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Tax the rich: Should millionaires really pay more?

The fight over raising levies on the wealthy, a theme of the 'Occupy Wall Street' protests, is about more than money. It's a clash over fundamental American values.

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They argue that more tax brackets are needed at higher income levels and also that, in a country where the top 1 percent owns more than one-third of the wealth, a direct tax on that wealth may be in order. Finally, they argue that income inequality hurts the purchasing power of the middle class, which is bad for everyone.

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"The rich could not possibly have earned as much without the advantages that come from living here in America," Reich says. "We're all in the same boat together."

Some observers, frustrated with both the left and the right, voice a growing concern that the tax code has become a partisan piñata, a hostage to politics. (Consider the definition of politics offered by satirist Ambrose Bierce: "A strife of interests masquerading as a contest of principles. The conduct of public affairs for private advantage.")

"Tax reform should be a nonpartisan activity," says Annette Nellen, a business school professor at San José State University in San José, Calif., who testified at a recent Senate Finance Committee hearing on taxation. Ms. Nellen believes that there are common-sense changes – for example, eliminating the mortgage interest deductions on second homes – that could be palatable to both parties, make the tax code "simple, neutral and equitable," and bring in some revenue, too. But she worries such reforms are unlikely to come about in a climate where politicians are being pulled in too many directions at once.

"They're trying to do tax reform, deficit reduction, and economic stimulus all in one package," she says, frustrated. "That's just too many things."

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As Republicans and Democrats battle, it's hard not to wonder: Have arguments over federal revenues always been this taxing? "The opponents of the income tax have been accusing its supporters of class warfare since at least the Civil War," says Weisman. "That's what they always say: 'You're pitting one class against another.' "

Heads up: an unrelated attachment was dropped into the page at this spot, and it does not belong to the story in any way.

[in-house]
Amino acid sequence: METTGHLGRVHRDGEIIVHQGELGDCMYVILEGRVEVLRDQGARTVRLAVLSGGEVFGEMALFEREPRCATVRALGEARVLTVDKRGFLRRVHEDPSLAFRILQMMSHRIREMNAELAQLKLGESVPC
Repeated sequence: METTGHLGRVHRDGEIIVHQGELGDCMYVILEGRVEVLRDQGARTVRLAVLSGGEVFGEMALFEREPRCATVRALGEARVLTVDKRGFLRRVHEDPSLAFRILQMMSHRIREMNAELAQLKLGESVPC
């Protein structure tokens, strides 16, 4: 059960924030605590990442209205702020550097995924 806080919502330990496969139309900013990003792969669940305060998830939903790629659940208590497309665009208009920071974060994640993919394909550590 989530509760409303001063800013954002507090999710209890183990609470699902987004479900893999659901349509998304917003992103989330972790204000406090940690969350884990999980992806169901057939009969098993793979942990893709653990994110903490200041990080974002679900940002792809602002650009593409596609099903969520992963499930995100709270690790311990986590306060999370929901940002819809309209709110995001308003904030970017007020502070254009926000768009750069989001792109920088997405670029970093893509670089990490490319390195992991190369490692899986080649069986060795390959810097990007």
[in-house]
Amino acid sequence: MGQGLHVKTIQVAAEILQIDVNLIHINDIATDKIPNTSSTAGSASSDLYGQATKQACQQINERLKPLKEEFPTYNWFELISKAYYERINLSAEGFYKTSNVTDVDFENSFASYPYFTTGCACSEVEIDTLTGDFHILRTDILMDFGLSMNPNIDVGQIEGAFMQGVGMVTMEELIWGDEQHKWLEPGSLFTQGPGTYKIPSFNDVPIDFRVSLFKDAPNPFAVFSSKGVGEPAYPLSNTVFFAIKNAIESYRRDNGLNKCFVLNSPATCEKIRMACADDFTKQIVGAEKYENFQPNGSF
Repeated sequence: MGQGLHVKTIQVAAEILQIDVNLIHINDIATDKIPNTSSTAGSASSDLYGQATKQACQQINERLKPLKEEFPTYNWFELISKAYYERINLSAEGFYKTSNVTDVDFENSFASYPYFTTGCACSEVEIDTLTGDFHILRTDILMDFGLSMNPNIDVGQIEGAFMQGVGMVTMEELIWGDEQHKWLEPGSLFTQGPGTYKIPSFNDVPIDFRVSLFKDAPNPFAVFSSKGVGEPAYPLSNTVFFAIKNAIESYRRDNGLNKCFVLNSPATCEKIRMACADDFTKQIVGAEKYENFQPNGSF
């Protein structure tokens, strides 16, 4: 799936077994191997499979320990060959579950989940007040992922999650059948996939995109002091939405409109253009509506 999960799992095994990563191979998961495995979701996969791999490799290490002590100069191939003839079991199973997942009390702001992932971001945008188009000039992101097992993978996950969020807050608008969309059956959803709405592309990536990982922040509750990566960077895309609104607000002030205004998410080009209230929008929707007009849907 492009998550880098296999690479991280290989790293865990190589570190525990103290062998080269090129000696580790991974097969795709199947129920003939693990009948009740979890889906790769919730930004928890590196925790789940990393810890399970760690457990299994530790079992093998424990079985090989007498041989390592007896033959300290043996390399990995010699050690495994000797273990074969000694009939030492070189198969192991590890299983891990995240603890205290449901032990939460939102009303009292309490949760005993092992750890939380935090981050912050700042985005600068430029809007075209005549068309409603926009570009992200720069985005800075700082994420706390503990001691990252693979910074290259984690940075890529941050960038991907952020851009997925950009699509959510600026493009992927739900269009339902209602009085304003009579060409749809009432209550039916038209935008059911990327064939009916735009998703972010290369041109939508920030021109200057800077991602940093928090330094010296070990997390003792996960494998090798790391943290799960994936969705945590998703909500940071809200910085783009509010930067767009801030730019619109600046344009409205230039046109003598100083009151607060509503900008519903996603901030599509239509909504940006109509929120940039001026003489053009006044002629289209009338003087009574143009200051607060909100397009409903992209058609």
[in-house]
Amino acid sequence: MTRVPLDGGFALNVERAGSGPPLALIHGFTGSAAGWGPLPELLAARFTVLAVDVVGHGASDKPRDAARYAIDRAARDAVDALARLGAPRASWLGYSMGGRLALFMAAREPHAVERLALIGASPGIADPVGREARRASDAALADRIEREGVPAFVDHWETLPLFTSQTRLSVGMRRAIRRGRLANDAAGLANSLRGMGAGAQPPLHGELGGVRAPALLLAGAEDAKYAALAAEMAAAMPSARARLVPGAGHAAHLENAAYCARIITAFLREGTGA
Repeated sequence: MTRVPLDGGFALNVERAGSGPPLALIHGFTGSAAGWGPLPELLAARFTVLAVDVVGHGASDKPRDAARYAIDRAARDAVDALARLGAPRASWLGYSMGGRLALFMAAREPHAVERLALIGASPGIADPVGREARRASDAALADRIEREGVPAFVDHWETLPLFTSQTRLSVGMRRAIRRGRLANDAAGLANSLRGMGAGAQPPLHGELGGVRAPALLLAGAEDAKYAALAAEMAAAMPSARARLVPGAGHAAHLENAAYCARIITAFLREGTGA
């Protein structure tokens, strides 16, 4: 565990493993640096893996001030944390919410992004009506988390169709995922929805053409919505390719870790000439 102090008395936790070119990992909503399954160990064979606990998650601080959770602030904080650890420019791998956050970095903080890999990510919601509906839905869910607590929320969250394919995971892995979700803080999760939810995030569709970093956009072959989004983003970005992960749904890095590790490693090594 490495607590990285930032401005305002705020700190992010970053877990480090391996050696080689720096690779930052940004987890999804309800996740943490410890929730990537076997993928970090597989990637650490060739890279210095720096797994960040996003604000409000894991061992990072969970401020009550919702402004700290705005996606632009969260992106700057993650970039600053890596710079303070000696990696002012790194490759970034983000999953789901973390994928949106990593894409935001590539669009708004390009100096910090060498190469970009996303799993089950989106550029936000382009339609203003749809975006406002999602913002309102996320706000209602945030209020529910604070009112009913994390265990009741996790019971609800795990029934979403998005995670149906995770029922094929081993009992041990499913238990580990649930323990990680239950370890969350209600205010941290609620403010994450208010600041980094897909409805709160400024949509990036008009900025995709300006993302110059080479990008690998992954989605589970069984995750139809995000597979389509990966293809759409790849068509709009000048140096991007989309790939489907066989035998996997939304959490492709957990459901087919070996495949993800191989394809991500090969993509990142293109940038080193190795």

The first federal income tax was established in 1861 by President Abraham Lincoln. Aimed at the young nation's most affluent citizens, it was enacted to finance the Union's war effort and then repealed in 1872, returning America to a tariff-based tax system that protected captains of industry from foreign competition.

In 1894, at the end of the Gilded Age, populists won the passage of a 2 percent income tax on the wealthy. "In a republic like ours, where all men are equal, this attempt to array the rich against the poor or the poor against the rich is socialism, communism, devilism," declared Sen. John Sherman, known at the time as "the Ohio Icicle" for his chilly demeanor. The Supreme Court struck down the tax in 1895.

When the US adopted an income tax for the third time, it stuck. The 16th Amendment was passed by Congress in 1909 and ratified in 1913, establishing the system that is still in use.

While some early American tax battles mirror present-day struggles, Weisman notes, there are also big differences. Prior to the wars in Iraq and Afghanistan, for example, Washington typically raised taxes in wartime.

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